Looking down on 1,000 Dogfish dashers and prancers

Windswept runners with fast hair
September 27, 2022

Painter’s ladder - I stood on the top step (or step two) of what some call a stepstool but I call a painter's ladder. One thousand Dogfish dashers and prancers happily ambled past my perch 30 yards beyond  the start of the race. Some smiled and shouted my name. Some people were in costumes, one guy with a giant beer keg hat. My hearing acuity is a little off; I thought I heard an ominous greeting, “We love you Deadman,” but quickly figured out they said “Fredman.” No one photographs an oncoming stampede of wowie-zowie craft brew zealots except a veteran with more dollars than sense. Proceeds from the race go to the Inland Bays, but I always say, “People don’t run for a cause, but just because.” There were no political statement hats, shirts or banners. The closest thing to a political position was uttered by me talking to a group of local runner friends before the race. “Athletes are like crazy people. They are never static, always improving or declining, but never static.” Insert your own personality.

Fast hair - The regional track & field Senior Olympics were held on the red devil track of  Legends Stadium all day Sunday. The athletes may have been baseline older, but at least it was sunny and hot. There was no trainer that cost $50 an hour to say, “Yes, it could be a side stitch or an abdominal aneurysm; if you're still standing here 60 seconds from now we’ll have our answer.” A man in a red track suit stepped into lane five for the staggered start of the 70-and-over 400 meters. I said to a woman in her mid-80s standing along the track but ready to steal my blue chair, “The guy in lane five is your winner. He just looks the part, including his hair. He has fast hair. What I call windswept hair.” She nodded, but her personal rules of engagement did not include convivial conversation with a local camera character from Sesame Street by the Sea. My guy won easily, as my Sherlock Holmes bottom-to-top pre-race assessment proved to be in the exact-change lane, right on the money.

Community service - A smattering of Cape athletes hung out at the finish line of the Senior Olympics track meet on Sunday. I said, “Let me guess – community service hours?” They nodded in the affirmative, which is more efficient than actually talking. I asked, “Sentenced by court of law or honor society?” I was faculty advisor to the Cape Honor Society back when Jackie Lovett was the student president; she just smiled and talked me into it. One parent reacted, “Fredman is perfect,” but most said “He’s as perfect as Gershwin’s discount store on Rehoboth Avenue.” Sesame Street by the Sea is where muppets of all ages crash into each other in multiple various ways. It runs the continuum from energizing to annoying. On Sunday, I was annoying on purpose yet respectfully tolerated like a tribal elder.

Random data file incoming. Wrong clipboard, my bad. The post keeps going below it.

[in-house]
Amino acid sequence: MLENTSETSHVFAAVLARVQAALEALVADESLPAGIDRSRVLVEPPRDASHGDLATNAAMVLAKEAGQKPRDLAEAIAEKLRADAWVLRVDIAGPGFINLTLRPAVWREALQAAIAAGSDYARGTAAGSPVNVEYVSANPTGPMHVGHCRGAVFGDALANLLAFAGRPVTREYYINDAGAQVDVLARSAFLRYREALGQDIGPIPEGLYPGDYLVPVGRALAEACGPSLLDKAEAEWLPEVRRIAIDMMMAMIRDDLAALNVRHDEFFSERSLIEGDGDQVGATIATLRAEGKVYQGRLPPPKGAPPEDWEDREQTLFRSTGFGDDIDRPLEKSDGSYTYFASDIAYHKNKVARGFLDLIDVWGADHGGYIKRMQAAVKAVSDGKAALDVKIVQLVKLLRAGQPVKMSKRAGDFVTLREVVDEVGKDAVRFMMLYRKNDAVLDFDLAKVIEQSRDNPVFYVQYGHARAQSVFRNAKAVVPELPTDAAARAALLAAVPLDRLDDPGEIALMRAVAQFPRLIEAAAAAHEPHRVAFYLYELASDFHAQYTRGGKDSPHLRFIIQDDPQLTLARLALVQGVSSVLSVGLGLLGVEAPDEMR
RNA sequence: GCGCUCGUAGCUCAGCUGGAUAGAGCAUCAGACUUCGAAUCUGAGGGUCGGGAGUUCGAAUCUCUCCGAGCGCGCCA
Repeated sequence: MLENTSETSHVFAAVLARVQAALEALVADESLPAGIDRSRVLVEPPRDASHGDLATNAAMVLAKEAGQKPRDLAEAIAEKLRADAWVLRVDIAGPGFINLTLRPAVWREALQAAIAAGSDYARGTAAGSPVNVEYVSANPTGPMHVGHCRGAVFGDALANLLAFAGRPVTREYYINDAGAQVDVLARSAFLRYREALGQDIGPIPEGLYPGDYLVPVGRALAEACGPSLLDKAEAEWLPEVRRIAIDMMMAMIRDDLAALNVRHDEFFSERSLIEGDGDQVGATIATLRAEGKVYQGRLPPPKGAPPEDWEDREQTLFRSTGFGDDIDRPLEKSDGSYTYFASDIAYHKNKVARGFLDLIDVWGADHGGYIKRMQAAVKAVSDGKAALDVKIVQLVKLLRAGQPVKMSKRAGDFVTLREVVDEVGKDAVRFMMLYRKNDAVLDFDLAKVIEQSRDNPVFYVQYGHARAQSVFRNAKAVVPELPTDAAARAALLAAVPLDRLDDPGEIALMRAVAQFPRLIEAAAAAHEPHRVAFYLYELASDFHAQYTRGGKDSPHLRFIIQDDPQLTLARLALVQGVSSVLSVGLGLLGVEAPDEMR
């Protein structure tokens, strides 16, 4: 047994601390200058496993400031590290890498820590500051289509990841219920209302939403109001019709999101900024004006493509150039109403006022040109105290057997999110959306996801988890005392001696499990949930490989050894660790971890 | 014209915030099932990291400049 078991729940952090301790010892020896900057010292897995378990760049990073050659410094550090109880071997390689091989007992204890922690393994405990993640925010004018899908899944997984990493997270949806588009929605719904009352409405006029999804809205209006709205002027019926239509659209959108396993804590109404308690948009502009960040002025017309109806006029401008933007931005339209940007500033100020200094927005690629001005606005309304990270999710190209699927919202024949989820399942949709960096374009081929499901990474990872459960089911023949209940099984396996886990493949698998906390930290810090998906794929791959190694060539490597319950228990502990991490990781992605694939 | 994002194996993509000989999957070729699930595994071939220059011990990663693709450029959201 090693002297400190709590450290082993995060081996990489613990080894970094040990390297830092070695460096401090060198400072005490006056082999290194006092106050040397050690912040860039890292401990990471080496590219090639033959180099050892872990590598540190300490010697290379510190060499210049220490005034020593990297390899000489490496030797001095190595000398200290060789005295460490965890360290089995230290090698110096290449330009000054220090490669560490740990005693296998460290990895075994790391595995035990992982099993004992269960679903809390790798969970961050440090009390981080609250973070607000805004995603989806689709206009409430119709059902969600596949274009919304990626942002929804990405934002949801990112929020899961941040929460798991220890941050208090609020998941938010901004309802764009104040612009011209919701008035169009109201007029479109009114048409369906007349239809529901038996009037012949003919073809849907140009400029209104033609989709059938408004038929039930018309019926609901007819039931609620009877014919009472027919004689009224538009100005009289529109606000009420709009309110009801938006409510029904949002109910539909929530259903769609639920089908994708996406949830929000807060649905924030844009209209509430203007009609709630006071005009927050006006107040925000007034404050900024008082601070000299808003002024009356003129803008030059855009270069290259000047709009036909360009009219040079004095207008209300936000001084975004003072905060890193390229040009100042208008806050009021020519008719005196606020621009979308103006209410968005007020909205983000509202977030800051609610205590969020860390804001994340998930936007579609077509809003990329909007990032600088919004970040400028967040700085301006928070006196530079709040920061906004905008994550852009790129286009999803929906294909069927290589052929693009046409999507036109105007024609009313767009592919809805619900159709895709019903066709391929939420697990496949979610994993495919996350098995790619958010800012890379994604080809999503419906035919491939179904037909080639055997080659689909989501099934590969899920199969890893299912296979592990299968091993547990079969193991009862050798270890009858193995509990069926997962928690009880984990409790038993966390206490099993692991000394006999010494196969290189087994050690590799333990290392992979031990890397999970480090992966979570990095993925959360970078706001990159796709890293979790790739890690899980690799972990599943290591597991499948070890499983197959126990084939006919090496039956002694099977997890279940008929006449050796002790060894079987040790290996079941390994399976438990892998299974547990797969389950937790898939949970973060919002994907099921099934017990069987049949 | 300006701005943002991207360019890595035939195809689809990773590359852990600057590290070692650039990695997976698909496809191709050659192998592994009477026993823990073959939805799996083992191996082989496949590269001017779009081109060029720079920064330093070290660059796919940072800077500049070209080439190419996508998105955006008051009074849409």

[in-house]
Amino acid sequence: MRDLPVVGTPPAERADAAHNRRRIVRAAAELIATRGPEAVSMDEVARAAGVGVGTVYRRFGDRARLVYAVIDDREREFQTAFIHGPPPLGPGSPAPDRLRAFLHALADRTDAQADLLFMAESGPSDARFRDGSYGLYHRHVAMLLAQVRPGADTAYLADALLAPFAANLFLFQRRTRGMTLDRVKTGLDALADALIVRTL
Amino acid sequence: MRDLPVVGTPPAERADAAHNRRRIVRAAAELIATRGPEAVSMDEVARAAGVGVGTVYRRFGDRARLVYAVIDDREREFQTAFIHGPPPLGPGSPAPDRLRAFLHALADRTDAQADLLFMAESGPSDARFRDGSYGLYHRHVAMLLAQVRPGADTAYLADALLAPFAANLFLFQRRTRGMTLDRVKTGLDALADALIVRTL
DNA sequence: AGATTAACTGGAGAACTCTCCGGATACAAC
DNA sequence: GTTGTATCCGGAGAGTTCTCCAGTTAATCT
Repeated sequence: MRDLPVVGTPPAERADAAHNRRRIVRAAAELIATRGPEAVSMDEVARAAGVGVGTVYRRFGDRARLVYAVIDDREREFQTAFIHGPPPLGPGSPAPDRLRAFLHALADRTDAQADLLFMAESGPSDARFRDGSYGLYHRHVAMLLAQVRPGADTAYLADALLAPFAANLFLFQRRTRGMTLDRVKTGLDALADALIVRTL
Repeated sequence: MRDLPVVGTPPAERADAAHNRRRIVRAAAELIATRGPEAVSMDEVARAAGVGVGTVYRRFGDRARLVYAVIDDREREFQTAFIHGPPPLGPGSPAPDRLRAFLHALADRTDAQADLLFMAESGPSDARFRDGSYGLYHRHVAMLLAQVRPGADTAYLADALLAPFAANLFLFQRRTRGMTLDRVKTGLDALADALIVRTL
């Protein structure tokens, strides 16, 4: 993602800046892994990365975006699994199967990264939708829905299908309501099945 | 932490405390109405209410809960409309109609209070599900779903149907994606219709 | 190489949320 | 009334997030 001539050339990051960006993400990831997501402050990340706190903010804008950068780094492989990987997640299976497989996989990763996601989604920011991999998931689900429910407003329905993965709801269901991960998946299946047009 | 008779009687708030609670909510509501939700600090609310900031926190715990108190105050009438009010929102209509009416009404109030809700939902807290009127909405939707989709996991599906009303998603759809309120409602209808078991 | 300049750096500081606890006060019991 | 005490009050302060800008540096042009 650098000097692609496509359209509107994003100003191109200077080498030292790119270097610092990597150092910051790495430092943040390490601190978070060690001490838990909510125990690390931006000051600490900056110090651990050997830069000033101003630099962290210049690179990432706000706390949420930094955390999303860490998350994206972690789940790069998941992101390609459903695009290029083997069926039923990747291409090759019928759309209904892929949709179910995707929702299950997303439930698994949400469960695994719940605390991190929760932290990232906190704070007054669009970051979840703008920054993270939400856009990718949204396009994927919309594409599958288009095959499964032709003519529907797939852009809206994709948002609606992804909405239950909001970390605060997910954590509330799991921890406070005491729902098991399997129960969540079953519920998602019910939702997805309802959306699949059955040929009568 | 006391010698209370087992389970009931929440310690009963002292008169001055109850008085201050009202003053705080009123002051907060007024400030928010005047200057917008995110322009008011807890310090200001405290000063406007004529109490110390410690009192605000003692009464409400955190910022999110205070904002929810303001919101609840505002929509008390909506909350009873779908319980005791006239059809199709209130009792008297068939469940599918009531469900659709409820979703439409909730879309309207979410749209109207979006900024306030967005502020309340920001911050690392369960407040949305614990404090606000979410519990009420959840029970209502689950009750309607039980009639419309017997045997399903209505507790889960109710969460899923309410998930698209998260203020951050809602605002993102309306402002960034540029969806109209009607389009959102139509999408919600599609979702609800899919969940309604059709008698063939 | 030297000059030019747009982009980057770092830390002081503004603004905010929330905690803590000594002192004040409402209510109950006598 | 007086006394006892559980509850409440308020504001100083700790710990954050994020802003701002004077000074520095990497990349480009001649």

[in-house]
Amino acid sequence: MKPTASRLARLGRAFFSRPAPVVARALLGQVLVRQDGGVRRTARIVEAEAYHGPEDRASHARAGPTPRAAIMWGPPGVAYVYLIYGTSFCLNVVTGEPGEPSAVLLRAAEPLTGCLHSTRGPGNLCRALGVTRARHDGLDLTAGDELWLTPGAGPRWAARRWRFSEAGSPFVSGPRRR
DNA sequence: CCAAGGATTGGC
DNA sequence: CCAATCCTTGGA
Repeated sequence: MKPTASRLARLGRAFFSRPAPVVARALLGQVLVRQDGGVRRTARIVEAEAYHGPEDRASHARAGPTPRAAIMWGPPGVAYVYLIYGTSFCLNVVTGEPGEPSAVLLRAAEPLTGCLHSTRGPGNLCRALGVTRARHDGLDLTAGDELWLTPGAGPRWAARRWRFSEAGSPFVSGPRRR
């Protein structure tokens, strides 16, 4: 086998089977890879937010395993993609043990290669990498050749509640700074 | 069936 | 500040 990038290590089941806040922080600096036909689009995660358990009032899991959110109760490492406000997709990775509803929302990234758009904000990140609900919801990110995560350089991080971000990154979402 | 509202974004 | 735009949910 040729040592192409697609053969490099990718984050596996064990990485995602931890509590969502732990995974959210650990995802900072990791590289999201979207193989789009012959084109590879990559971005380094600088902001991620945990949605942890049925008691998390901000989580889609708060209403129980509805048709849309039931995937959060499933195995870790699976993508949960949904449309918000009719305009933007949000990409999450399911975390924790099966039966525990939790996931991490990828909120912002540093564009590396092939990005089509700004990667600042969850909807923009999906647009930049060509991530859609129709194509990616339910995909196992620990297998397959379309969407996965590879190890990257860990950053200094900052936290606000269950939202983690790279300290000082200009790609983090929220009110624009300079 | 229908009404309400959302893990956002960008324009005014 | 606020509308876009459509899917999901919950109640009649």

Silver Fox Field - The Cape softball field will be dedicated to coach Bill Cordrey at 1 p.m., Saturday, Oct. 8. Bill invented the shift in adult softball; when the right-handed silver slugger came up to bat, the third baseman went to the other side of the infield. The mic will be hot, and all connected friends will have an opportunity to speak. Coach Cordrey is one solid character, and we locals need to turn it out, reflecting all the way back to 1966 when Bill dropped 57 points in a basketball game while playing for the Milton Warriors. 

Snippets - Great time of year for fans of professional sports, the intersection where football and baseball come together. The  Phillies at 83-69 have 10 games to play and lead Milwaukee, 82-71, for the final wild card spot by 1.5. Philly is 3-7 over their last 10 games. If they do that over the final 10, they will flop like a tautog in a Bayliner. But across the street, the Eagles at 3-0 join 3-0 Miami as the only remaining undefeated teams in the NFL. Anyone interested in what the NCAA transfer portal (beam me up, Scotty) is all about should check out this website Grandpa in his La-Z-Boy, it’s much easier to just stay where you are. Go on now, git!

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